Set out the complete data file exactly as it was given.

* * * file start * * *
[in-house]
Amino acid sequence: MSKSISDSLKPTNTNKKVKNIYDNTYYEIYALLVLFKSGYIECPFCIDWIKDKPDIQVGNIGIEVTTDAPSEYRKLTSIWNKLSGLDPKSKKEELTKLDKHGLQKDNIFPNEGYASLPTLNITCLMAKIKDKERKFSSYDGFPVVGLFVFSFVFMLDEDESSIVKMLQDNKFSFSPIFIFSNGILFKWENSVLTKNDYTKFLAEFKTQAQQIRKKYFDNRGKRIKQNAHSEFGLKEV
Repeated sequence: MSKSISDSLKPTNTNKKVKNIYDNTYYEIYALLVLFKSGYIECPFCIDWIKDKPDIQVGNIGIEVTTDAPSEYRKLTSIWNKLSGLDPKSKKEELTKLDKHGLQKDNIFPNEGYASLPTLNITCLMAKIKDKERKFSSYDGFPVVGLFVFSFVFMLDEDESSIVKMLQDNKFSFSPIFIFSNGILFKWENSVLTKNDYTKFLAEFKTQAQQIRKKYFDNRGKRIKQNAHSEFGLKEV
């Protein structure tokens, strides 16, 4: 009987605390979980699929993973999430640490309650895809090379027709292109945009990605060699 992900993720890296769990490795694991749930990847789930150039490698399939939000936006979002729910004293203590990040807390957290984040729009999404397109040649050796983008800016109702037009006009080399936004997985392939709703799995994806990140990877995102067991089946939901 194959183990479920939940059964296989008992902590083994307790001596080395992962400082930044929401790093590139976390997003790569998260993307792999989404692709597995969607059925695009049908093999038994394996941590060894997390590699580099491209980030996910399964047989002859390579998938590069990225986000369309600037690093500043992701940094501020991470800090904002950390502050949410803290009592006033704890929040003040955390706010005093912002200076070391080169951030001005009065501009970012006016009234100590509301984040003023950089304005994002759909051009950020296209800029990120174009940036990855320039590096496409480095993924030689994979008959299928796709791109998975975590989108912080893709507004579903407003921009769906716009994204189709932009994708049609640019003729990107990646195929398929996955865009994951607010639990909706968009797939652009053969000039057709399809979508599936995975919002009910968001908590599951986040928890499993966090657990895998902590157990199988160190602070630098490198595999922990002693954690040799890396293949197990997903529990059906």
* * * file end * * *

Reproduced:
[in-house]
Amino acid sequence: MSKSISDSLKPTNTNKKVKNIYDNTYYEIYALLVLFKSGYIECPFCIDWIKDKPDIQVGNIGIEVTTDAPSEYRKLTSIWNKLSGLDPKSKKEELTKLDKHGLQKDNIFPNEGYASLPTLNITCLMAKIKDKERKFSSYDGFPVVGLFVFSFVFMLDEDESSIVKMLQDNKFSFSPIFIFSNGILFKWENSVLTKNDYTKFLAEFKTQAQQIRKKYFDNRGKRIKQNAHSEFGLKEV
Repeated sequence: MSKSISDSLKPTNTNKKVKNIYDNTYYEIYALLVLFKSGYIECPFCIDWIKDKPDIQVGNIGIEVTTDAPSEYRKLTSIWNKLSGLDPKSKKEELTKLDKHGLQKDNIFPNEGYASLPTLNITCLMAKIKDKERKFSSYDGFPVVGLFVFSFVFMLDEDESSIVKMLQDNKFSFSPIFIFSNGILFKWENSVLTKNDYTKFLAEFKTQAQQIRKKYFDNRGKRIKQNAHSEFGLKEV
């Protein structure tokens, strides 16, 4: 009987605390979980699929993973999430640490309650895809090379027709292109945009990605060699 992900993720890296769990490795694991749930990847789930150039490698399939939000936006979002729910004293203590990040807390957290984040729009999404397109040649050796983008800016109702037009006009080399936004997985392939709703799995994806990140990877995102067991089946939901 194959183990479920939940059964296989008992902590083994307790001596080395992962400082930044929401790093590139976390997003790569998260993307792999989404692709597995969607059925695009049908093999038994394996941590060894997390590699580099491209980030996910399964047989002859390579998938590069990225986000369309600037690093500043992701940094501020991470800090904002950390502050949410803290009592006033704890929040003040955390706010005093912002200076070391080169951030001005009065501009970012006016009234100590509301984040003023950089304005994002759909051009950020296209800029990120174009940036990855320039590096496409480095993924030689994979008959299928796709791109998975975590989108912080893709507004579903407003921009769906716009994204189709932009994708049609640019003729990107990646195929398929996955865009994951607010639990909706968009797939652009053969000039057709399809979508599936995975919002009910968001908590599951986040928890499993966090657990895998902590157990199988160190602070630098490198595999922990002693954690040799890396293949197990997903529990059906």